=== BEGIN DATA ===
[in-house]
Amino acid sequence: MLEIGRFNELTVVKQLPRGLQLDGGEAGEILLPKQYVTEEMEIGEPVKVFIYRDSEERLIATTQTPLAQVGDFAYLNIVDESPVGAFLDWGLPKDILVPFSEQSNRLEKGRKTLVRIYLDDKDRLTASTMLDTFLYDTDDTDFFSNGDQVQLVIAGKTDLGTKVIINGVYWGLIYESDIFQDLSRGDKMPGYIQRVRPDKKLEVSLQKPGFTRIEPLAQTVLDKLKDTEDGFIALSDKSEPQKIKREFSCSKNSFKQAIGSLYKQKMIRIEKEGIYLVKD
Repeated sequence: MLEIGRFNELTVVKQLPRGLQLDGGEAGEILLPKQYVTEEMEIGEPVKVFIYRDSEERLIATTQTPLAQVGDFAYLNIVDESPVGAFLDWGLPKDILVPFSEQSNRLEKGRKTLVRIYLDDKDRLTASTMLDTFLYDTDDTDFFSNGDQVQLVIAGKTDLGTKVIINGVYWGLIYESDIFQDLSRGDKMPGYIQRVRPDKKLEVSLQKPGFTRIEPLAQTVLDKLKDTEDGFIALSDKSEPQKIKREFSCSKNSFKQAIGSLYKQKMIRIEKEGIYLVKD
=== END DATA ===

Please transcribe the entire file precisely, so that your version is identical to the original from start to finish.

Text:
[in-house]
Amino acid sequence: MLEIGRFNELTVVKQLPRGLQLDGGEAGEILLPKQYVTEEMEIGEPVKVFIYRDSEERLIATTQTPLAQVGDFAYLNIVDESPVGAFLDWGLPKDILVPFSEQSNRLEKGRKTLVRIYLDDKDRLTASTMLDTFLYDTDDTDFFSNGDQVQLVIAGKTDLGTKVIINGVYWGLIYESDIFQDLSRGDKMPGYIQRVRPDKKLEVSLQKPGFTRIEPLAQTVLDKLKDTEDGFIALSDKSEPQKIKREFSCSKNSFKQAIGSLYKQKMIRIEKEGIYLVKD
Repeated sequence: MLEIGRFNELTVVKQLPRGLQLDGGEAGEILLPKQYVTEEMEIGEPVKVFIYRDSEERLIATTQTPLAQVGDFAYLNIVDESPVGAFLDWGLPKDILVPFSEQSNRLEKGRKTLVRIYLDDKDRLTASTMLDTFLYDTDDTDFFSNGDQVQLVIAGKTDLGTKVIINGVYWGLIYESDIFQDLSRGDKMPGYIQRVRPDKKLEVSLQKPGFTRIEPLAQTVLDKLKDTEDGFIALSDKSEPQKIKREFSCSKNSFKQAIGSLYKQKMIRIEKEGIYLVKD